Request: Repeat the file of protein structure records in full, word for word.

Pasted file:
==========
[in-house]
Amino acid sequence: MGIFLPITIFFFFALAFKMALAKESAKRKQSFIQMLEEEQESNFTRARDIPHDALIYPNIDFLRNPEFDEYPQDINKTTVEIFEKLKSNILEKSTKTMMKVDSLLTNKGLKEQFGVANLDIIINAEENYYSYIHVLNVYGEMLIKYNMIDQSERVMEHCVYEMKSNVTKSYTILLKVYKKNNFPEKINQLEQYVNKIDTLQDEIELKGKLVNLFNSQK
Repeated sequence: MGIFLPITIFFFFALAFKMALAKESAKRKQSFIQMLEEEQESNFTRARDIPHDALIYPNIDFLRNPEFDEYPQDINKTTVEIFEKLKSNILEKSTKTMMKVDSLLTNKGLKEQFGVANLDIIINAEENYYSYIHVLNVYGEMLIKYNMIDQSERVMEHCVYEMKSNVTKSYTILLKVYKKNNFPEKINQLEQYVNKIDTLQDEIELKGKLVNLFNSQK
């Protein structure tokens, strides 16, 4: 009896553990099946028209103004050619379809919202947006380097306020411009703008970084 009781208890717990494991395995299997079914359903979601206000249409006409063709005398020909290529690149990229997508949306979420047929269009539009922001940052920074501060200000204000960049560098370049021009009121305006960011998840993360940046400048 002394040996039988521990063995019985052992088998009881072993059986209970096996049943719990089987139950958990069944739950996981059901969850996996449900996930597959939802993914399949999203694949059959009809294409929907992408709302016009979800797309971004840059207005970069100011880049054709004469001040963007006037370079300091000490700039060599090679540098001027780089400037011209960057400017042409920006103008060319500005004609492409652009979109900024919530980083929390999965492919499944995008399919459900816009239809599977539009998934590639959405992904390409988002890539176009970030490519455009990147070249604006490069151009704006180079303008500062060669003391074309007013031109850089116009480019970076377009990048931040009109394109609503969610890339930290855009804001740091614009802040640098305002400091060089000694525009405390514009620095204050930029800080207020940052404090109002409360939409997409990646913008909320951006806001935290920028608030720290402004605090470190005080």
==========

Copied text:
[in-house]
Amino acid sequence: MGIFLPITIFFFFALAFKMALAKESAKRKQSFIQMLEEEQESNFTRARDIPHDALIYPNIDFLRNPEFDEYPQDINKTTVEIFEKLKSNILEKSTKTMMKVDSLLTNKGLKEQFGVANLDIIINAEENYYSYIHVLNVYGEMLIKYNMIDQSERVMEHCVYEMKSNVTKSYTILLKVYKKNNFPEKINQLEQYVNKIDTLQDEIELKGKLVNLFNSQK
Repeated sequence: MGIFLPITIFFFFALAFKMALAKESAKRKQSFIQMLEEEQESNFTRARDIPHDALIYPNIDFLRNPEFDEYPQDINKTTVEIFEKLKSNILEKSTKTMMKVDSLLTNKGLKEQFGVANLDIIINAEENYYSYIHVLNVYGEMLIKYNMIDQSERVMEHCVYEMKSNVTKSYTILLKVYKKNNFPEKINQLEQYVNKIDTLQDEIELKGKLVNLFNSQK
């Protein structure tokens, strides 16, 4: 009896553990099946028209103004050619379809919202947006380097306020411009703008970084 009781208890717990494991395995299997079914359903979601206000249409006409063709005398020909290529690149990229997508949306979420047929269009539009922001940052920074501060200000204000960049560098370049021009009121305006960011998840993360940046400048 002394040996039988521990063995019985052992088998009881072993059986209970096996049943719990089987139950958990069944739950996981059901969850996996449900996930597959939802993914399949999203694949059959009809294409929907992408709302016009979800797309971004840059207005970069100011880049054709004469001040963007006037370079300091000490700039060599090679540098001027780089400037011209960057400017042409920006103008060319500005004609492409652009979109900024919530980083929390999965492919499944995008399919459900816009239809599977539009998934590639959405992904390409988002890539176009970030490519455009990147070249604006490069151009704006180079303008500062060669003391074309007013031109850089116009480019970076377009990048931040009109394109609503969610890339930290855009804001740091614009802040640098305002400091060089000694525009405390514009620095204050930029800080207020940052404090109002409360939409997409990646913008909320951006806001935290920028608030720290402004605090470190005080």